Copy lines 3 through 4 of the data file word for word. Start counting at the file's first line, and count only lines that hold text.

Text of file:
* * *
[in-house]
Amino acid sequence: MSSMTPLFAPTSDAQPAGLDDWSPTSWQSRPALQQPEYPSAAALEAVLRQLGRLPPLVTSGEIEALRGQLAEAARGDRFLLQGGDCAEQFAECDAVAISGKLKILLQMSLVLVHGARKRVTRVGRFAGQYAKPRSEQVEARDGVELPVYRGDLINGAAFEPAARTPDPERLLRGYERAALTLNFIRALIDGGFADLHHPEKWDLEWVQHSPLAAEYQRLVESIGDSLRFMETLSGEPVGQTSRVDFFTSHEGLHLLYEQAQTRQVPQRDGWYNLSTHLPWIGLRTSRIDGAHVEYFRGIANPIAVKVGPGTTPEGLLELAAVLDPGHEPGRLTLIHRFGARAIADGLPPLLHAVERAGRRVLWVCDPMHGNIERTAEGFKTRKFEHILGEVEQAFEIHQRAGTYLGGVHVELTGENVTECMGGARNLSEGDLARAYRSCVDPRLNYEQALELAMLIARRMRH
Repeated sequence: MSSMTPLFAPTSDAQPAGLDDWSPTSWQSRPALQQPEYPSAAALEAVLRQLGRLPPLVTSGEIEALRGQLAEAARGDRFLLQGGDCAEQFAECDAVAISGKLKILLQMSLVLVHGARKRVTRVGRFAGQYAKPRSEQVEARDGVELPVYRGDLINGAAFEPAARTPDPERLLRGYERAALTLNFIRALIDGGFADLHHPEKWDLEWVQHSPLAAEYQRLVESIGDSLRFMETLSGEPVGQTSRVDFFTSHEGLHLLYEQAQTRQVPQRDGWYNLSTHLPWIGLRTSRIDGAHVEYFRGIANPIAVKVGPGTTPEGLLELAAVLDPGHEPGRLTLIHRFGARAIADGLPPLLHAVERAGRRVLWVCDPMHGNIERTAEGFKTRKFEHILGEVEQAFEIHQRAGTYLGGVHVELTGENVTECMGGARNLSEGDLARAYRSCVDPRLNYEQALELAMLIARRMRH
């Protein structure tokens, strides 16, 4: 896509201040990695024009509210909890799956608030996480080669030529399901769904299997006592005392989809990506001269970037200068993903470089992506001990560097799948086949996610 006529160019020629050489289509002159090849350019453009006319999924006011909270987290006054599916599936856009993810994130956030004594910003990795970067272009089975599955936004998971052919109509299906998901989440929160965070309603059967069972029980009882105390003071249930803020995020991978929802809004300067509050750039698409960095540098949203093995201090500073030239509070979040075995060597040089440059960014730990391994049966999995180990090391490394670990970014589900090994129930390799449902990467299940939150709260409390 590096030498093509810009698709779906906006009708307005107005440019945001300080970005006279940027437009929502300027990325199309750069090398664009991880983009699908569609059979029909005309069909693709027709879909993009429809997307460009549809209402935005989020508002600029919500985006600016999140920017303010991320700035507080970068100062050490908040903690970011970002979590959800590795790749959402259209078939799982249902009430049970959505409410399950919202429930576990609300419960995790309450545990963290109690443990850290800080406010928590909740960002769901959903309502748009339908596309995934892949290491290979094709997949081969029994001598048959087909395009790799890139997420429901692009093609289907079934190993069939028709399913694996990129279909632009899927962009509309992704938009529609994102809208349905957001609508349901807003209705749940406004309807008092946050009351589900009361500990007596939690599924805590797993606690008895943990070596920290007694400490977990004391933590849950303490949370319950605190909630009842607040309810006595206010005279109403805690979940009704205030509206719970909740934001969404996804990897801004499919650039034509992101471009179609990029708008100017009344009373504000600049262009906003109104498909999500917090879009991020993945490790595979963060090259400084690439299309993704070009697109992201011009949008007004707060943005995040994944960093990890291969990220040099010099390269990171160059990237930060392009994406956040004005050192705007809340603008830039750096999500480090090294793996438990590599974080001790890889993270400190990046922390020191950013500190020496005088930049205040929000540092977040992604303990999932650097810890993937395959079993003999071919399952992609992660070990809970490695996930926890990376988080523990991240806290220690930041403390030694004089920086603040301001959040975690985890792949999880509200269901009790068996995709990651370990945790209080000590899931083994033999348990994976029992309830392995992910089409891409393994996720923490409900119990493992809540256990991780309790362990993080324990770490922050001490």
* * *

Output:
Repeated sequence: MSSMTPLFAPTSDAQPAGLDDWSPTSWQSRPALQQPEYPSAAALEAVLRQLGRLPPLVTSGEIEALRGQLAEAARGDRFLLQGGDCAEQFAECDAVAISGKLKILLQMSLVLVHGARKRVTRVGRFAGQYAKPRSEQVEARDGVELPVYRGDLINGAAFEPAARTPDPERLLRGYERAALTLNFIRALIDGGFADLHHPEKWDLEWVQHSPLAAEYQRLVESIGDSLRFMETLSGEPVGQTSRVDFFTSHEGLHLLYEQAQTRQVPQRDGWYNLSTHLPWIGLRTSRIDGAHVEYFRGIANPIAVKVGPGTTPEGLLELAAVLDPGHEPGRLTLIHRFGARAIADGLPPLLHAVERAGRRVLWVCDPMHGNIERTAEGFKTRKFEHILGEVEQAFEIHQRAGTYLGGVHVELTGENVTECMGGARNLSEGDLARAYRSCVDPRLNYEQALELAMLIARRMRH
């Protein structure tokens, strides 16, 4: 896509201040990695024009509210909890799956608030996480080669030529399901769904299997006592005392989809990506001269970037200068993903470089992506001990560097799948086949996610 006529160019020629050489289509002159090849350019453009006319999924006011909270987290006054599916599936856009993810994130956030004594910003990795970067272009089975599955936004998971052919109509299906998901989440929160965070309603059967069972029980009882105390003071249930803020995020991978929802809004300067509050750039698409960095540098949203093995201090500073030239509070979040075995060597040089440059960014730990391994049966999995180990090391490394670990970014589900090994129930390799449902990467299940939150709260409390 590096030498093509810009698709779906906006009708307005107005440019945001300080970005006279940027437009929502300027990325199309750069090398664009991880983009699908569609059979029909005309069909693709027709879909993009429809997307460009549809209402935005989020508002600029919500985006600016999140920017303010991320700035507080970068100062050490908040903690970011970002979590959800590795790749959402259209078939799982249902009430049970959505409410399950919202429930576990609300419960995790309450545990963290109690443990850290800080406010928590909740960002769901959903309502748009339908596309995934892949290491290979094709997949081969029994001598048959087909395009790799890139997420429901692009093609289907079934190993069939028709399913694996990129279909632009899927962009509309992704938009529609994102809208349905957001609508349901807003209705749940406004309807008092946050009351589900009361500990007596939690599924805590797993606690008895943990070596920290007694400490977990004391933590849950303490949370319950605190909630009842607040309810006595206010005279109403805690979940009704205030509206719970909740934001969404996804990897801004499919650039034509992101471009179609990029708008100017009344009373504000600049262009906003109104498909999500917090879009991020993945490790595979963060090259400084690439299309993704070009697109992201011009949008007004707060943005995040994944960093990890291969990220040099010099390269990171160059990237930060392009994406956040004005050192705007809340603008830039750096999500480090090294793996438990590599974080001790890889993270400190990046922390020191950013500190020496005088930049205040929000540092977040992604303990999932650097810890993937395959079993003999071919399952992609992660070990809970490695996930926890990376988080523990991240806290220690930041403390030694004089920086603040301001959040975690985890792949999880509200269901009790068996995709990651370990945790209080000590899931083994033999348990994976029992309830392995992910089409891409393994996720923490409900119990493992809540256990991780309790362990993080324990770490922050001490």